USDA, private sector launch $10B fund to boost rural projects

Source: Tiffany Stecker, E&E reporter • Posted: Friday, July 25, 2014

Agriculture Secretary Tom Vilsack announced today the creation of a $10 billion fund to support the development of water, transportation and energy infrastructure, as well as rural businesses, in rural America.

USDA, CoBank and Capitol Peak Asset Management Co. have joined to create a mechanism that will provide loans to projects that boost rural infrastructure and business development.

“It means we can begin to address the infrastructure deficit that exists in rural communities today,” Vilsack said in a call with reporters yesterday.

The fund will distribute loans for water and wastewater treatment, to improve roads and bridges, to upgrade the electric grid and expand broadband Internet access, and build the biofuel and bioproducts economy, among other goals, Vilsack said.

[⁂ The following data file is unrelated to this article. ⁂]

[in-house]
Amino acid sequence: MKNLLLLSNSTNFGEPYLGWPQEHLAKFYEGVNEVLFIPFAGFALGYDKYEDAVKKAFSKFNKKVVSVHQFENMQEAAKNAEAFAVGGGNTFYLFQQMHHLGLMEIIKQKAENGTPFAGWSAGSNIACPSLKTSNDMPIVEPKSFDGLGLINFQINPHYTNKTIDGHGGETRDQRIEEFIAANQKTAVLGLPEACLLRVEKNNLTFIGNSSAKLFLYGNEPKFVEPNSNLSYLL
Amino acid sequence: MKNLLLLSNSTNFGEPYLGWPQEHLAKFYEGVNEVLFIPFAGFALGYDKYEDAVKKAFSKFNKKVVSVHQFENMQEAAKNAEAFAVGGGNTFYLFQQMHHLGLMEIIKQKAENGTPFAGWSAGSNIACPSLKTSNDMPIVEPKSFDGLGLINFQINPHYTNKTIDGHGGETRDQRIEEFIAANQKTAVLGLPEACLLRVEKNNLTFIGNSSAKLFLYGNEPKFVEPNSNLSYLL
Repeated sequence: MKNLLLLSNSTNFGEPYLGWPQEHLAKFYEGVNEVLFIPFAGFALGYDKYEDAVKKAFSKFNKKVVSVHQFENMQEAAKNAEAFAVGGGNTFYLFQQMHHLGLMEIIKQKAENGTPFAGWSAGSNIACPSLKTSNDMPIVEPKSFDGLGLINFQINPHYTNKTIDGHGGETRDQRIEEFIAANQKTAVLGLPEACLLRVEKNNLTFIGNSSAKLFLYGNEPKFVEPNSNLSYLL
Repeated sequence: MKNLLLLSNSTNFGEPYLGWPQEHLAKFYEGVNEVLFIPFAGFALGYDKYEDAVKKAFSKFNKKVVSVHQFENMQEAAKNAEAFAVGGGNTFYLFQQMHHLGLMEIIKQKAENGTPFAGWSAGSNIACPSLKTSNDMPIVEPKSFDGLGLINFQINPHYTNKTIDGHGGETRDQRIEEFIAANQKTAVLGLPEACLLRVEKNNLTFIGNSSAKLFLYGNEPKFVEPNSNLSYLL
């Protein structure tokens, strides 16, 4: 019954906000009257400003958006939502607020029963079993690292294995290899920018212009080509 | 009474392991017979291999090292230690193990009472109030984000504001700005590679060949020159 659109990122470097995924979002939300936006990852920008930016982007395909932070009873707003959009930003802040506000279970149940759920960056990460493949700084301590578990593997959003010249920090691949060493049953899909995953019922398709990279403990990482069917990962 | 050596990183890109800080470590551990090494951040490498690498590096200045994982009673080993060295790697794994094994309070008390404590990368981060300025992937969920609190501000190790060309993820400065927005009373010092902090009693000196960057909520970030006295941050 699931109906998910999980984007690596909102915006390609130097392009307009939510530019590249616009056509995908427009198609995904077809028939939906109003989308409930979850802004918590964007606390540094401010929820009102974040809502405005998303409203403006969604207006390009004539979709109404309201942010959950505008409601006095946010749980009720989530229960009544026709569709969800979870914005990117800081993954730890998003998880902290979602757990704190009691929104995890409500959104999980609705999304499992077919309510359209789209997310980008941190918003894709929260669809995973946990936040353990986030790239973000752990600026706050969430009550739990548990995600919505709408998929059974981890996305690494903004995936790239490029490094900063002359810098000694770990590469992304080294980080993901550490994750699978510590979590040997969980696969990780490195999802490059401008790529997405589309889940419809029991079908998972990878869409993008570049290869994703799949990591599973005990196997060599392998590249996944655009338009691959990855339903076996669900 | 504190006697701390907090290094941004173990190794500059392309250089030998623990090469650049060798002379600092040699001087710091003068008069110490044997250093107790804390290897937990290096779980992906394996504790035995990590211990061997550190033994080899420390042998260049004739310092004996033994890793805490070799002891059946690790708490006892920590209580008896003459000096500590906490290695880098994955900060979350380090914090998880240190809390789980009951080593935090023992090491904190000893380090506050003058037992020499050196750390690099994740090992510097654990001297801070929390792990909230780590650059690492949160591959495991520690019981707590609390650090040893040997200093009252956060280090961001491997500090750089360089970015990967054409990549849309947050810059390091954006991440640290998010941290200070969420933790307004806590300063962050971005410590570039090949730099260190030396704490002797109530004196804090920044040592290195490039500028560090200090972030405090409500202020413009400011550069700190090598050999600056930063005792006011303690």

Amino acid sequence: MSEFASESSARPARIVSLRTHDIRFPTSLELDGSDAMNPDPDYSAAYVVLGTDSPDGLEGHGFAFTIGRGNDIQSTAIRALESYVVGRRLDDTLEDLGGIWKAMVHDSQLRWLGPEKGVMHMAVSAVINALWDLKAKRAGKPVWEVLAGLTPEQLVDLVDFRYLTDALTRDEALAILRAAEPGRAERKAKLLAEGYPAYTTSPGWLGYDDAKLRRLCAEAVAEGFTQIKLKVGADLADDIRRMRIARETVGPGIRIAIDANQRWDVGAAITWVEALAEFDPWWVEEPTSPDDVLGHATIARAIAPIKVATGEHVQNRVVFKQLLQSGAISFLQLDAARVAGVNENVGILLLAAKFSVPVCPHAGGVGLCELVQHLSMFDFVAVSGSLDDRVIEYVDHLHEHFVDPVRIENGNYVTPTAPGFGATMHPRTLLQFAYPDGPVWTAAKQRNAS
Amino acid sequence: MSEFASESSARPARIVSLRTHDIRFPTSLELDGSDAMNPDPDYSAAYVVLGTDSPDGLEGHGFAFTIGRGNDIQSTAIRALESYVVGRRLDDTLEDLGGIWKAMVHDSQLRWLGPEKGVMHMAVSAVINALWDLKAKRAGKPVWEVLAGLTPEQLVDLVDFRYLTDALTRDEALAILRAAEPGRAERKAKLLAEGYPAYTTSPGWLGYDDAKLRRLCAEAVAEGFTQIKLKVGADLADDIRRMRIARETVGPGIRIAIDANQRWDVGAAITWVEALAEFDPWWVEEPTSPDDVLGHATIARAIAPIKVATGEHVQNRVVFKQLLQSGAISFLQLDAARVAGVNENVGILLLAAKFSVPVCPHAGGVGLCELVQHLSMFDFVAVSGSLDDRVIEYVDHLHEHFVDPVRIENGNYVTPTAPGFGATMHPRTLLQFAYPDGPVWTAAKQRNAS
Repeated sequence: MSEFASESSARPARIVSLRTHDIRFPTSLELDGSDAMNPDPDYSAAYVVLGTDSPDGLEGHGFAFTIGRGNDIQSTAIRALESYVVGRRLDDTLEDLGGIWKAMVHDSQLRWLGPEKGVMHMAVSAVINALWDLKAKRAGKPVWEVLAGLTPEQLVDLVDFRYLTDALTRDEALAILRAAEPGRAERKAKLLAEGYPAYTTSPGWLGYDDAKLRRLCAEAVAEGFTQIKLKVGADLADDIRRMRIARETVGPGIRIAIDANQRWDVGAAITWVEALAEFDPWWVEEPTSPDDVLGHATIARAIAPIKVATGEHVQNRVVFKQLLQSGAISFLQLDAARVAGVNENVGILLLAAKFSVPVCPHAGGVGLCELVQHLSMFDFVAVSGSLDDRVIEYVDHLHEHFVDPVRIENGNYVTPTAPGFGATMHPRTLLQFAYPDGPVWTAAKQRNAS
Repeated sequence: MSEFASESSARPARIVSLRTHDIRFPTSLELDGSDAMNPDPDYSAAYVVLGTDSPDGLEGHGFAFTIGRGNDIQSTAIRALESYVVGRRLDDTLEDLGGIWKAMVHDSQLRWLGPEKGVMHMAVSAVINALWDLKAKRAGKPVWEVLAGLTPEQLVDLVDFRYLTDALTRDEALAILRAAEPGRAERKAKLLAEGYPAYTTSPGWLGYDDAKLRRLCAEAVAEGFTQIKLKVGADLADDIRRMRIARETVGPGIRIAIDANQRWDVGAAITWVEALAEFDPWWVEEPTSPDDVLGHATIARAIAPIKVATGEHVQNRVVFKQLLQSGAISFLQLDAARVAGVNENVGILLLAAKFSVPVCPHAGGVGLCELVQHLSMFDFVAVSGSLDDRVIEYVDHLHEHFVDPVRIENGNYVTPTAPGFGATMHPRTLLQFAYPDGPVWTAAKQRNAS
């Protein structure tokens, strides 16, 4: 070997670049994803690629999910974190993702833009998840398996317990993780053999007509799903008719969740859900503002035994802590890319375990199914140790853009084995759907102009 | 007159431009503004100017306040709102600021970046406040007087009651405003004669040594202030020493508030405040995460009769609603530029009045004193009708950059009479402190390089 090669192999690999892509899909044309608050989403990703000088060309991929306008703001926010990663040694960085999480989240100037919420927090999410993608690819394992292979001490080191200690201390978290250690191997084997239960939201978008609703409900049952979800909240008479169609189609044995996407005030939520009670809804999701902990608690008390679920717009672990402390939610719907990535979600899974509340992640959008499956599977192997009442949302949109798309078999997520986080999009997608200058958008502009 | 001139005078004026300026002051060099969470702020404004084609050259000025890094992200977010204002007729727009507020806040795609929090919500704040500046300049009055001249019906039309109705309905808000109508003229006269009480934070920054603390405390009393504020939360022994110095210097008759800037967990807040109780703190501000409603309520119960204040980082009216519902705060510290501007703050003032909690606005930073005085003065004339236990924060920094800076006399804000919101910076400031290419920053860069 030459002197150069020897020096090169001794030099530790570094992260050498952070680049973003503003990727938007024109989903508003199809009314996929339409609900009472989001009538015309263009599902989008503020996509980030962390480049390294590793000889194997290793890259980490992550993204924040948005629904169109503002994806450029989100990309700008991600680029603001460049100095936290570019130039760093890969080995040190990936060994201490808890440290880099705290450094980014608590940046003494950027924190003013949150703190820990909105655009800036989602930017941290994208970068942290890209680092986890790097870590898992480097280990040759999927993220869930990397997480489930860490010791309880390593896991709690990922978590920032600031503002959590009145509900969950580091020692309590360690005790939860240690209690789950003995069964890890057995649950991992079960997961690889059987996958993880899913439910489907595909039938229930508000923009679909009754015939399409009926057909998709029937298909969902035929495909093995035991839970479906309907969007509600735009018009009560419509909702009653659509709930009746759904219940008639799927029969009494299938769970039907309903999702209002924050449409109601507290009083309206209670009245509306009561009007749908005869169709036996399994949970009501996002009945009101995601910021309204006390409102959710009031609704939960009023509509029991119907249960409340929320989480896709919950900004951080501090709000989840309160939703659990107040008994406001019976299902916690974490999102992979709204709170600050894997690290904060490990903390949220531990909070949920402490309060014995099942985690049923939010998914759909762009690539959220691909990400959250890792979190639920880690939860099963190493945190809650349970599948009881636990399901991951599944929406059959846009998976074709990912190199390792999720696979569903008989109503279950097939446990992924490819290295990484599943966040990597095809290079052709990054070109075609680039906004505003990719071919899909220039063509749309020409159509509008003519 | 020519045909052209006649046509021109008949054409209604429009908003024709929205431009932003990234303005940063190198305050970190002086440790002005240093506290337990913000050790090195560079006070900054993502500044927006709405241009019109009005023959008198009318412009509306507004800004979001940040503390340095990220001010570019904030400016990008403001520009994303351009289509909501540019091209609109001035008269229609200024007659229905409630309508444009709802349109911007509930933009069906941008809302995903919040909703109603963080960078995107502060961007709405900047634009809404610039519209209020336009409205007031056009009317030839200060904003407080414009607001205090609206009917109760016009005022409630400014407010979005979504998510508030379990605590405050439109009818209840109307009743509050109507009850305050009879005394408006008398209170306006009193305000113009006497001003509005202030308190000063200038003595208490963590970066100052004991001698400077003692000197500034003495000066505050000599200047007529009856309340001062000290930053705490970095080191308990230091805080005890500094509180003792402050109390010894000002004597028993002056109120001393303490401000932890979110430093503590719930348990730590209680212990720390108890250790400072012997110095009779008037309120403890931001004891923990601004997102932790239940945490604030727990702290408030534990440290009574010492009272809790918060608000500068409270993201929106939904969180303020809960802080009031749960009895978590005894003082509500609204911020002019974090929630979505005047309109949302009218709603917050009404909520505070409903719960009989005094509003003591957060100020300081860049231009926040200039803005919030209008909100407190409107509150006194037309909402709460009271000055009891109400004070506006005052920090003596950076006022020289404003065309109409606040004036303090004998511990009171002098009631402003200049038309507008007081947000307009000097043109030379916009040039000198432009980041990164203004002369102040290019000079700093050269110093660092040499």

The commitment builds on an existing $150 million rural investment fund. CoBank is a Colorado-based cooperative bank with several regional offices and is one of the largest providers of credit in rural areas of the country, according to CEO Bob Engel.

“These businesses do have substantial capital requirements, these are capital-intensive businesses,” Engel said of infrastructure and economic development projects.

USDA has struggled to help finance the large number of rural development projects with its own resources, Vilsack said.

“There’s a waiting list of water and wastewater projects out in rural America that we would love to fund, but we simply don’t have the capacity to do it,” he said.

USDA has organized a two-day conference on rural investment this week in Washington, D.C. Treasury Secretary Jack Lew highlighted the energy boom in rural areas and increased agricultural demand in rural areas.

“Rural America is deeply important to our nation and deeply important to our administration,” Lew said.

Traditionally, it has been much easier for investment firms to offer finacing in major markets, said Kendrick Wilson, vice chairman of the investment company BlackRock, who spoke at the conference this morning.

“It’s not that rural businesses don’t deserve the capital, they’re just disconnected from it,” he said.

 

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